New Mexico Museum of Space History
Alamogordo, New Mexico – When Edward Chris Dittmer was born on September 24, 1918, very few people thought about man travelling to space and even fewer considered that Dittmer would play an important role in that effort.
Dittmer, who passed away on January 2, 2015 in Alamogordo, was instrumental in man’s early research into space flight. A decorated veteran of World War II, Korea and Vietnam, he joined the service in 1942 as part of the 1st Cavalry Division Horse Cavalry. In 1946, he enlisted in the Army Air corp. While serving in Vietnam in the early sixties, Dittmer flew pilot rescue missions into enemy territory.
Dittmer’s last duty station was at Holloman Air Force Base where he worked in the Space Biology Department. During his time there, he trained six Astrochimps including HAM and Enos both of whom flew into space as a precursor to manned spaceflight. In addition, he also worked on Project Manhigh, which put the first three Americans into near-space in gondolas lifted aloft by balloons. This work was made famous when USAF Col. Joe Kittinger made a record breaking high altitude jump from 102,800 feet, proving that an astronaut could survive a high-altitude ejection.
It was during a practice ascent for Manhigh III that Dettmer proved his heroism once again, just as he had done during his wartime tours of service. “The Holloman Story” (UNM Press, 1967) said Captain Grover Schock, who was the prime mission pilot, was nearly killed when a “freak mishap plunged the car….a hundred feet to the ground.” Schock had “his throat cut almost from ear to ear.” It was Master Sergeant Ed Dittmer who sped to the scene, refusing to even stop for pursuing law enforcement. He administered expert first aid and is credited with saving Schock’s life.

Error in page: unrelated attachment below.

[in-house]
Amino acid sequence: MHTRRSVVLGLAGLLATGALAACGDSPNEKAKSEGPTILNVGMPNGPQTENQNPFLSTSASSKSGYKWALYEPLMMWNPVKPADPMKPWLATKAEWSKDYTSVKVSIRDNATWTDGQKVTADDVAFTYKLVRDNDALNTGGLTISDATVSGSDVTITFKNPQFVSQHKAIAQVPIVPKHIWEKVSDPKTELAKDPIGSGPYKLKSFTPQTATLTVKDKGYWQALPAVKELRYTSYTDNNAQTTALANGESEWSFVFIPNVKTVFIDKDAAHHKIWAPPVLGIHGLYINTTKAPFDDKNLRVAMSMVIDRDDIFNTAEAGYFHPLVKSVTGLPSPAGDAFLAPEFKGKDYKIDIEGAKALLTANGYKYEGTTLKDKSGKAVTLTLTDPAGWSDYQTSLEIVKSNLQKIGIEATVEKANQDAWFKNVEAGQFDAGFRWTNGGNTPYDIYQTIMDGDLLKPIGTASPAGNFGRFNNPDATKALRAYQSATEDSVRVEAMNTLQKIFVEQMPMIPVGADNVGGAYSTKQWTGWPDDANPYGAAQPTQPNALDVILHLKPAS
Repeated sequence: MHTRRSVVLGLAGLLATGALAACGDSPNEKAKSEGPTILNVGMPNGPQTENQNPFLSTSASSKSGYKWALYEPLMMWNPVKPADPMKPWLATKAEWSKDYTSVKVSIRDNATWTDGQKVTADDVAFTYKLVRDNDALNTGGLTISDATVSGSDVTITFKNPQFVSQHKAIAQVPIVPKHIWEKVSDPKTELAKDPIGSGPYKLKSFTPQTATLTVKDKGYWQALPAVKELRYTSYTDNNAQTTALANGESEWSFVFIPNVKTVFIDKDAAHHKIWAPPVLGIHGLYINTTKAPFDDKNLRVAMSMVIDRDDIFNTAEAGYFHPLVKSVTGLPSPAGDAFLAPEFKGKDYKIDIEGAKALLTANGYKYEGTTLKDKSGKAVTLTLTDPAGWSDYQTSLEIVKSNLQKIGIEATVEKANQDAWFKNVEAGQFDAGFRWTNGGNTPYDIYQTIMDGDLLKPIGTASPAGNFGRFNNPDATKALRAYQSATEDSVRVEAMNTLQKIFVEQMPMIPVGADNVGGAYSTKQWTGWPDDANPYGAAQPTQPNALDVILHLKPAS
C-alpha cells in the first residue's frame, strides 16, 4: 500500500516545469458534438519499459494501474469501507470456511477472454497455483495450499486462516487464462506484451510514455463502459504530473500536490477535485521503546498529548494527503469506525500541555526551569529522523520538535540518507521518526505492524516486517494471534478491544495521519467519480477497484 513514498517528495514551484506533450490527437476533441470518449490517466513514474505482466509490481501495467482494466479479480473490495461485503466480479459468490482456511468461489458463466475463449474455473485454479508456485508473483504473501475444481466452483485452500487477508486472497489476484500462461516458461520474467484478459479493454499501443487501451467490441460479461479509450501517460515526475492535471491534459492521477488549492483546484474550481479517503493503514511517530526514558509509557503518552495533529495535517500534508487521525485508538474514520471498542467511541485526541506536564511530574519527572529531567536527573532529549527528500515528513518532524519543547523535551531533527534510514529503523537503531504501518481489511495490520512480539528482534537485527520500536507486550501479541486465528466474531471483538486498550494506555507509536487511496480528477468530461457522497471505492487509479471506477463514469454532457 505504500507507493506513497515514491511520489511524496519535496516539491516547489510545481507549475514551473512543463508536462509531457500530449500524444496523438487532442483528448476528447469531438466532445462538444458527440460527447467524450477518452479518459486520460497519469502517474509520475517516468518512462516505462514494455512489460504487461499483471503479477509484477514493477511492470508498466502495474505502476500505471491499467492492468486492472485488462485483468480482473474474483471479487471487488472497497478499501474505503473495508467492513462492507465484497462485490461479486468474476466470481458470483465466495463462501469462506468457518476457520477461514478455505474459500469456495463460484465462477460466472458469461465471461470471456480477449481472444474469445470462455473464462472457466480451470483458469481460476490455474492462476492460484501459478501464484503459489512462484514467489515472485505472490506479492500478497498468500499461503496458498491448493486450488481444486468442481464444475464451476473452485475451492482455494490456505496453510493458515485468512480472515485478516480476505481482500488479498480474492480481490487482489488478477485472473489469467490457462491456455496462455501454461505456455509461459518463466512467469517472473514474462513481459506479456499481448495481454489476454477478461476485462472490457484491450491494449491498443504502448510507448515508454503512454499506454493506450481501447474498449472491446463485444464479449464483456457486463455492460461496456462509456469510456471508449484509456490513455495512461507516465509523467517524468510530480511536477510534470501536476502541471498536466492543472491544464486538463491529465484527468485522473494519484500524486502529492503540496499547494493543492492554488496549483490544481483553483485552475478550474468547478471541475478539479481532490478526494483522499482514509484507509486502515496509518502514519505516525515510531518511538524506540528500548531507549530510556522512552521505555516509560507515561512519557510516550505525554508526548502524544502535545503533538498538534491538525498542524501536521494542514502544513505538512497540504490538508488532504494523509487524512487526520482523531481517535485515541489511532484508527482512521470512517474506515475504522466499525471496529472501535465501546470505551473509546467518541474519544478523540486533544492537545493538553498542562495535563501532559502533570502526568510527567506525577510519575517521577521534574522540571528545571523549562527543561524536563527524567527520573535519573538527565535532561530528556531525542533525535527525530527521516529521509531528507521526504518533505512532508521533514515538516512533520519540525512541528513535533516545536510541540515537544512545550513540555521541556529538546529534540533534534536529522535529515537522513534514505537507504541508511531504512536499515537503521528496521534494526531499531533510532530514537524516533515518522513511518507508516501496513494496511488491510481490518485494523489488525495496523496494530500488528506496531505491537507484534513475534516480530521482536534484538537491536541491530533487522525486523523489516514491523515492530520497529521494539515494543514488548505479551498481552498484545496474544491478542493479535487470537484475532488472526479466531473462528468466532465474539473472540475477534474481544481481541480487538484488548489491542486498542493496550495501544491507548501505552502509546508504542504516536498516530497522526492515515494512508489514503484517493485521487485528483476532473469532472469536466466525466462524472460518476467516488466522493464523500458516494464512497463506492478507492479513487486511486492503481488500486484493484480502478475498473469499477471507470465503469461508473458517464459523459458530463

Dittmer retired in 1973 with the distinction of having been named NCO of the Holloman Air Force Base Aeromedical Field Laboratory’s Space Biology Branch by USAF Col. Dr. John Paul Stapp. After retirement, he became a valued volunteer at the New Mexico Museum of Space History which inducted him into the International Space Hall of Fame in 2001 for his work with the Astrochimps. Dittmer also spent many hours at local elementary schools talking about his experiences and was interviewed frequently by reporters, authors and filmmakers.
A reception paying tribute to Dittmer’s life will be held at the New Mexico Museum of Space History on Thursday, January 8, at 4:00 pm on the museum’s first floor. “We are honored to have the opportunity to host Ed’s family and friends here where he spent so many hours sharing his remembrances and insights with our visitors and staff,” said Museum Executive Director Chris Orwoll. People interested in attending should let the museum receptionist know that they are onsite to attend the Dittmer reception.